The Myth of Che Guevara
Live Like him?
Since the 1960s, Ernesto (Che) Guevara has been celebrated in leftist circles, and even among some anarchists, as the model of a revolutionary. A wide variety of musical and theater productions, political posters, T-shirts, bumperstickers, as well as advertisements for vodka, jeans, laundry soap, and promotions for church attendance bear his iconic image and proclaim: “Che, live like him!”
He is presented in innumerable books and articles as a shining example of an unrelenting fighter for justice and against imperialism and capitalism, a brave and determined man who rejected both bodily comforts and personal gain, who resisted and defied physical limitations and chronic health problems, and followed his dreams, a source of inspiration for youth everywhere.
But, is this the whole story? Are there other things about Che Guevara, how he related to other people, and what he was actually fighting for, that people should also know? Are there things that might not coincide with anarchist aspirations?
Some negative aspects of his personality and beliefs can be gleaned even from sympathetic sources. For example, in a well researched biography lauded by supporters, Che Guevara: A Revolutionary Life, Jon Lee Anderson writes that Guevara was an ardent Stalinist who admired the dictator’s brutal rule in the Soviet Union.
Che was not politically naive and was fully cognizant of many of the brutalities that appalled others, including the infamous Moscow show trials of the 1930s that featured tortured Bolsheviks and others as traitors to be humiliated and executed, the Nazi-Soviet 1939 non-aggression pact, the crushing of the 1953 East German uprising and the 1956 Hungarian revolution.
Anderson also tells us that Guevara was convinced that individuals had to be subordinated to the collectivity, embodied in the political vanguard and the nation-state it developed. In the 1960s, he famously declared that “one has to constantly think on behalf of masses and not on behalf of individuals...It’s criminal to think of individuals because the needs of the individual become completely weakened in the face of the needs of the human conglomeration.”
Che maintained that the individual “becomes happy to feel himself a cog in the wheel, a cog that has its own characteristics and is necessary though not indispensable, to the production process, a conscious cog, a cog that has its own motor, and that consciously tries to push itself harder and harder to carry to a happy conclusion one of the premises of the construction of socialism—creating a sufficient quantity of consumer goods for the entire population.”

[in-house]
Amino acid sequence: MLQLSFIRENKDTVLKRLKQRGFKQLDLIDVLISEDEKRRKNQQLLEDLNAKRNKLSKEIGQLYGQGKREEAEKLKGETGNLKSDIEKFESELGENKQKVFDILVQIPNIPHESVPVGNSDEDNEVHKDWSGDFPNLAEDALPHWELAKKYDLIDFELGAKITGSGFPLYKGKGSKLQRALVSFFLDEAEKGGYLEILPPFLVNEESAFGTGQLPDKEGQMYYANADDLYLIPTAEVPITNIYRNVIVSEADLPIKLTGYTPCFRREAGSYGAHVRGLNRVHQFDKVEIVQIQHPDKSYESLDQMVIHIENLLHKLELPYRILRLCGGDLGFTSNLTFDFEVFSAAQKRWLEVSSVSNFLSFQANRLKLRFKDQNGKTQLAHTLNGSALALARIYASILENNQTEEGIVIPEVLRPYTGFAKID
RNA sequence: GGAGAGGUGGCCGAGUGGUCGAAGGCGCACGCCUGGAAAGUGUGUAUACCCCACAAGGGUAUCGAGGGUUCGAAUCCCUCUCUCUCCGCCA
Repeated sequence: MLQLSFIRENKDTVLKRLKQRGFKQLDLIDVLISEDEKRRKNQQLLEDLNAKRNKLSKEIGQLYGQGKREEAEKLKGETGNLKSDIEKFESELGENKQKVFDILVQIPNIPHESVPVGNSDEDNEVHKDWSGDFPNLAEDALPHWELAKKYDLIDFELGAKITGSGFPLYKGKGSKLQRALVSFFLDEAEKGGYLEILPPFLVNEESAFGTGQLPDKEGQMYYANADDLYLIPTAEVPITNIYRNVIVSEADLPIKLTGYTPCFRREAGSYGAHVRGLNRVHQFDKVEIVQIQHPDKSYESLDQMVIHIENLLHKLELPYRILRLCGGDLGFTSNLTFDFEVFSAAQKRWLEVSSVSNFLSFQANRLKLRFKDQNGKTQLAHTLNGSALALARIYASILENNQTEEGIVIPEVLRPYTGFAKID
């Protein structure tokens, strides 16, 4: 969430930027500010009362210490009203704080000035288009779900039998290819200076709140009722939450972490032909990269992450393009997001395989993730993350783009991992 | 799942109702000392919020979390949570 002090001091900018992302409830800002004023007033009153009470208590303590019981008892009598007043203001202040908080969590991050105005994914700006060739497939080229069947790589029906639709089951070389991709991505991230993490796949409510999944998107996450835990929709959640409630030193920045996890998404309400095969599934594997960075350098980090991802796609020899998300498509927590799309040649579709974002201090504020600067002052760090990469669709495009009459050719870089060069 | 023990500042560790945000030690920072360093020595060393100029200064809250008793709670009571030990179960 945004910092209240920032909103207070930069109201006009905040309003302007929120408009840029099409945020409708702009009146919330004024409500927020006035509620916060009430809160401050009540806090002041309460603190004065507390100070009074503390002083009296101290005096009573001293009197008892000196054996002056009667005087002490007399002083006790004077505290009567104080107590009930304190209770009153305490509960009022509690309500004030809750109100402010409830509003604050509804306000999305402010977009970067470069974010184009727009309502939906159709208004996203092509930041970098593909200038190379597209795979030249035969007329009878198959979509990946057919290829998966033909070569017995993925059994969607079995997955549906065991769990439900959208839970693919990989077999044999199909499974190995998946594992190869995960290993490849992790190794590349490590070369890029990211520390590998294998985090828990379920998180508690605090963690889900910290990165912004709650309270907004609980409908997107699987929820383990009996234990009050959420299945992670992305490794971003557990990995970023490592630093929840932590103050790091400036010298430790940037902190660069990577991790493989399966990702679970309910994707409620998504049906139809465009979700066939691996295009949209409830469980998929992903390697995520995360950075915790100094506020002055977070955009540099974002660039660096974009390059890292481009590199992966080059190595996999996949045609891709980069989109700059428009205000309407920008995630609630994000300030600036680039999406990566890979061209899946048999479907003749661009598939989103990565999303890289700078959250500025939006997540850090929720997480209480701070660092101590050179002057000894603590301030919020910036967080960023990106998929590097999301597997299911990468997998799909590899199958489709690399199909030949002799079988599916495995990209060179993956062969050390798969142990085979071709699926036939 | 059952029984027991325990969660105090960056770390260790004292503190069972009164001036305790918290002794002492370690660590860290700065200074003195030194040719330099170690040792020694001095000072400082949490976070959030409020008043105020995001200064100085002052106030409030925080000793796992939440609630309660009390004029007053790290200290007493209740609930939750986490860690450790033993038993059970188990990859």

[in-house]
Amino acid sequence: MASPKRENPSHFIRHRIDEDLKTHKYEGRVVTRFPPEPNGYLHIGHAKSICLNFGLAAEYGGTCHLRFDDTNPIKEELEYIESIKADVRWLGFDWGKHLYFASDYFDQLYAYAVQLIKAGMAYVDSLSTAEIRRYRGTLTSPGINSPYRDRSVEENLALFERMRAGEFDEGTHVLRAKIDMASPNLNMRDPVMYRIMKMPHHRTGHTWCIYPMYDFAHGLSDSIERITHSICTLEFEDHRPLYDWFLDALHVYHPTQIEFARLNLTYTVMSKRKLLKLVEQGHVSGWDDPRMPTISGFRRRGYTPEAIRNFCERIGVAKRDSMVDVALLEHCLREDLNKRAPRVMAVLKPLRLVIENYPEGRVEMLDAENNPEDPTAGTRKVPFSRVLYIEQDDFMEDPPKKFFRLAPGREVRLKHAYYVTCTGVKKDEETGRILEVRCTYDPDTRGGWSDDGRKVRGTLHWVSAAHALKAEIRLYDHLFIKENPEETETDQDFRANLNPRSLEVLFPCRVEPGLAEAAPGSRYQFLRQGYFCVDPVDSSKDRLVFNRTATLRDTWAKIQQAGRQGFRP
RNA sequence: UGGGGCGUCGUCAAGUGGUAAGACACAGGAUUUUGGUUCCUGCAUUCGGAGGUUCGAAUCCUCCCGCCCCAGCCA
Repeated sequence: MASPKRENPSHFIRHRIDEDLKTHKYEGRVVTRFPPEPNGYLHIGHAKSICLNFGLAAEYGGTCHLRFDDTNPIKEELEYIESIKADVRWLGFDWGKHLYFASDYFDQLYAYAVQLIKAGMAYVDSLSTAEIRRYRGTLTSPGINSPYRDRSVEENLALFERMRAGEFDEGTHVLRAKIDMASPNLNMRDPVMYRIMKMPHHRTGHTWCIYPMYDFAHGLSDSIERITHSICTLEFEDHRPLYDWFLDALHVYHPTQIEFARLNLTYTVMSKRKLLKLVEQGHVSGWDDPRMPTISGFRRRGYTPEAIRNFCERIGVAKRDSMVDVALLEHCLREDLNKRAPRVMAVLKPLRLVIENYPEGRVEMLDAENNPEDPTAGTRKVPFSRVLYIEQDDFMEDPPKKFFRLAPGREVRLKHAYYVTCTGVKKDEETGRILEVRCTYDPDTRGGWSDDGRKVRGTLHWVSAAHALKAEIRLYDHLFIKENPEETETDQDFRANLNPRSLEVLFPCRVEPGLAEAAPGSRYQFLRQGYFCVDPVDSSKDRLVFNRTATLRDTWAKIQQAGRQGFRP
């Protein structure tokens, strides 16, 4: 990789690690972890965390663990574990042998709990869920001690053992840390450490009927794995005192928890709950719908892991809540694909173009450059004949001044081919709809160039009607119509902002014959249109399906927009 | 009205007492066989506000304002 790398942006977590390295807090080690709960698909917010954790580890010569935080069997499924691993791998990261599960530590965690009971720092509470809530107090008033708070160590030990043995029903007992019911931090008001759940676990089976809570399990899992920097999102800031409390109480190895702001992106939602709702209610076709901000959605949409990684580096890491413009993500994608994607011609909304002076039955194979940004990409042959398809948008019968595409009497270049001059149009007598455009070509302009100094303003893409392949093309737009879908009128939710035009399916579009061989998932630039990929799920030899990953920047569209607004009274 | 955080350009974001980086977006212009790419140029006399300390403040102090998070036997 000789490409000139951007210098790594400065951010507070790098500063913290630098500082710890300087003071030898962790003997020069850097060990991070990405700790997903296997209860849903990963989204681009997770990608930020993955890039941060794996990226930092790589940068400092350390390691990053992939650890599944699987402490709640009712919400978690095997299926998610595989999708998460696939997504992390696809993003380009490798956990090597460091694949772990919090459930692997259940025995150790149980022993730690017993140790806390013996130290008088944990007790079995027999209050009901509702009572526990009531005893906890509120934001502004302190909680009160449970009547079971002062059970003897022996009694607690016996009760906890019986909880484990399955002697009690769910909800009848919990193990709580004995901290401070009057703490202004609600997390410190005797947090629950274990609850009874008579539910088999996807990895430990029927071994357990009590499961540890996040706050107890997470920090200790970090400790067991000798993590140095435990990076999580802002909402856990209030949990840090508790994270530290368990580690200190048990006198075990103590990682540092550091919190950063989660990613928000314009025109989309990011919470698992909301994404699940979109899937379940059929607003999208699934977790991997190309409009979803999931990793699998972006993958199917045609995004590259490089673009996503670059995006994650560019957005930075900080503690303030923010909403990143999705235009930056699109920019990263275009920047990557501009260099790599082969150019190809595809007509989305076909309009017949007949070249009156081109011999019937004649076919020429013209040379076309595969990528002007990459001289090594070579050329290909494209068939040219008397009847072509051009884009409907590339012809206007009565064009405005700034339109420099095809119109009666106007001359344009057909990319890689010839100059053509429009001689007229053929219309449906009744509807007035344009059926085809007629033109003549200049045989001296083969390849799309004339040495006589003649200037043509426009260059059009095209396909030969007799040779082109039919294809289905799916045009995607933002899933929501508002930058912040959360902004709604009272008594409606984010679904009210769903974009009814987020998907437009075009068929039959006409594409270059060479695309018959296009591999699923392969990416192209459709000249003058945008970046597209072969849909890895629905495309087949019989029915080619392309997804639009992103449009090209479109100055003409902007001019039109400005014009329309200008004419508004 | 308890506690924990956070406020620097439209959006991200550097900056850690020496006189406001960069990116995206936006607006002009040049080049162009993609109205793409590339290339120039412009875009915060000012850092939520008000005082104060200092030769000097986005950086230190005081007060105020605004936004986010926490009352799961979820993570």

Guevara’s admiration for authoritarian Communist principles went well beyond the abstract. He was integrally involved in developing and consolidating the Cuban vanguard for instructing, guiding and controlling the activities of the majority of people, both before and after the Castro regime took power.
As part of the July 26 guerrilla force that Fidel Castro established in 1956, Guevara enthusiastically embraced strict military discipline and authoritarian hierarchy. He willingly submitted himself and others to this discipline.
Several admiring authors, including Anderson, also report that Guevara bullied those below him in rank, often publicly expressing harsh judgments of them without concern for their feelings. Moreover, he had no qualms about cruelly punishing those who fell short of what he demanded of them.
For example, on several occasions he is known to have implemented mock executions, in order to humble and break the will of those who had committed offenses. He also proved well-suited as an emotionally detached executioner and supervisor of executions both during and after the guerrilla struggle.
However, most of the accepted leftist descriptions of Guevara are marred by the simplistic, dualistic perspective that can only recognize those who voiced criticisms of him or the Castro regime as counterrevolutionaries. They refuse to even consider that there might be valid reasons for opposing self-appointed liberators who act in authoritarian ways.
To gain a fuller understanding of the Cuban revolution as well as of the life of Che Guevara, it is necessary to read critical Marxists, such as Samuel Farber, and anarchists, such as Sam Dolgoff, Frank Fernandez, and Larry Gambone. Because of these authors’ dedication to grassroots self-organized activity, and concern with opposition to dictatorial rule, they delve into aspects of Guevara’s behavior and ideas that are all too often justified, glossed over or ignored by supporters of the Castro regime.
In “The Resurrection of Che Guevara” (New Politics, Summer 1998), Samuel Farber notes that Che Guevara unashamedly turned to the Cuban Communist Party, known at the time as the Partido Socialista Popular (Popular Socialist Party, PSP) for assistance in indoctrinating anti-Batista fighters with the Stalinist authoritarian ideas he admired as far back as 1957.
This despite the Party’s history of collaboration with the dictatorial Batista regime. While the guerrillas were still fighting in the Sierra Maestra, Guevara utilized PSP instructors for political education of cadres to help consolidate Communist influence among the aspirants to power.
In his book The Politics of Che Guevara: Theory and Practice, Farber delineates how Guevara and Raul Castro both later facilitated the Castro government’s adoption of the Soviet model of bureaucratic, centralized “monolithic unity.”
Once Batista was overthrown, they both worked to consolidate the new government’s power to administer society, instituting militarized hierarchical leadership in every phase of life. Guevara famously proclaimed that he wanted the entire Cuban nation to become a guerrilla army, always thinking and acting as part of a disciplined military. And he never wavered in his belief in the state as the institution best suited to shape the development of the new kind of person he wanted to create.